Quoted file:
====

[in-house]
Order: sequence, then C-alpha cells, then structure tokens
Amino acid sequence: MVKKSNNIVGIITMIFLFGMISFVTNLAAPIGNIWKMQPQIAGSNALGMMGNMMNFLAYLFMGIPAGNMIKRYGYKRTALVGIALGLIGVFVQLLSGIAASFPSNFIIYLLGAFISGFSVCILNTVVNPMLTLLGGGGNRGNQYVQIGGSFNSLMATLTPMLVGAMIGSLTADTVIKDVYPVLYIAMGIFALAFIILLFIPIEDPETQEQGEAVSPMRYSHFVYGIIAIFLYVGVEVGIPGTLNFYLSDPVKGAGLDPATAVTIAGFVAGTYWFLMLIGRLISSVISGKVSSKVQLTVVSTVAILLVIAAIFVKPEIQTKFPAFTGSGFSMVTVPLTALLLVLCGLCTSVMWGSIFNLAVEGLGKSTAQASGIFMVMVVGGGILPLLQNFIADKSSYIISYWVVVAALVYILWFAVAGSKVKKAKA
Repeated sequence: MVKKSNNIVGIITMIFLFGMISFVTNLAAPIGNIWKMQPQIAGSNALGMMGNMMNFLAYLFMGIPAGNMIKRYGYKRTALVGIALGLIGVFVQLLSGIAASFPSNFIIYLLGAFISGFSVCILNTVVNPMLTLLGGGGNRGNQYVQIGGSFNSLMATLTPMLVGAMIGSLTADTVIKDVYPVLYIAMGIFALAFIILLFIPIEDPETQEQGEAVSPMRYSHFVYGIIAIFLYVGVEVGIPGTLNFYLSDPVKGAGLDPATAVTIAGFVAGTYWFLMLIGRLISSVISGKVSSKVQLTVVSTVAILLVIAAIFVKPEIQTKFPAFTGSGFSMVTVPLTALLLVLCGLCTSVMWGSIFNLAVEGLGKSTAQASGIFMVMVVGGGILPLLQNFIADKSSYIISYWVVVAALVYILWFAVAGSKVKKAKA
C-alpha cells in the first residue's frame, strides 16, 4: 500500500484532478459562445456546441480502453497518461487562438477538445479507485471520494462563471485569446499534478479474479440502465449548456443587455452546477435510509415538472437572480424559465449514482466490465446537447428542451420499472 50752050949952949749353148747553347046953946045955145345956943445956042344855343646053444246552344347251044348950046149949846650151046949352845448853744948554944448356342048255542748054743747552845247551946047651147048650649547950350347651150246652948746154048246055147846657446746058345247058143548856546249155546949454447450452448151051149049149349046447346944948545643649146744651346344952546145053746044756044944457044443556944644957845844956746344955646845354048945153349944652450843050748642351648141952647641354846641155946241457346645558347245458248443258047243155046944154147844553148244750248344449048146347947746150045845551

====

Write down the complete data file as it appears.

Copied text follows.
[in-house]
Order: sequence, then C-alpha cells, then structure tokens
Amino acid sequence: MVKKSNNIVGIITMIFLFGMISFVTNLAAPIGNIWKMQPQIAGSNALGMMGNMMNFLAYLFMGIPAGNMIKRYGYKRTALVGIALGLIGVFVQLLSGIAASFPSNFIIYLLGAFISGFSVCILNTVVNPMLTLLGGGGNRGNQYVQIGGSFNSLMATLTPMLVGAMIGSLTADTVIKDVYPVLYIAMGIFALAFIILLFIPIEDPETQEQGEAVSPMRYSHFVYGIIAIFLYVGVEVGIPGTLNFYLSDPVKGAGLDPATAVTIAGFVAGTYWFLMLIGRLISSVISGKVSSKVQLTVVSTVAILLVIAAIFVKPEIQTKFPAFTGSGFSMVTVPLTALLLVLCGLCTSVMWGSIFNLAVEGLGKSTAQASGIFMVMVVGGGILPLLQNFIADKSSYIISYWVVVAALVYILWFAVAGSKVKKAKA
Repeated sequence: MVKKSNNIVGIITMIFLFGMISFVTNLAAPIGNIWKMQPQIAGSNALGMMGNMMNFLAYLFMGIPAGNMIKRYGYKRTALVGIALGLIGVFVQLLSGIAASFPSNFIIYLLGAFISGFSVCILNTVVNPMLTLLGGGGNRGNQYVQIGGSFNSLMATLTPMLVGAMIGSLTADTVIKDVYPVLYIAMGIFALAFIILLFIPIEDPETQEQGEAVSPMRYSHFVYGIIAIFLYVGVEVGIPGTLNFYLSDPVKGAGLDPATAVTIAGFVAGTYWFLMLIGRLISSVISGKVSSKVQLTVVSTVAILLVIAAIFVKPEIQTKFPAFTGSGFSMVTVPLTALLLVLCGLCTSVMWGSIFNLAVEGLGKSTAQASGIFMVMVVGGGILPLLQNFIADKSSYIISYWVVVAALVYILWFAVAGSKVKKAKA
C-alpha cells in the first residue's frame, strides 16, 4: 500500500484532478459562445456546441480502453497518461487562438477538445479507485471520494462563471485569446499534478479474479440502465449548456443587455452546477435510509415538472437572480424559465449514482466490465446537447428542451420499472 50752050949952949749353148747553347046953946045955145345956943445956042344855343646053444246552344347251044348950046149949846650151046949352845448853744948554944448356342048255542748054743747552845247551946047651147048650649547950350347651150246652948746154048246055147846657446746058345247058143548856546249155546949454447450452448151051149049149349046447346944948545643649146744651346344952546145053746044756044944457044443556944644957845844956746344955646845354048945153349944652450843050748642351648141952647641354846641155946241457346645558347245458248443258047243155046944154147844553148244750248344449048146347947746150045845551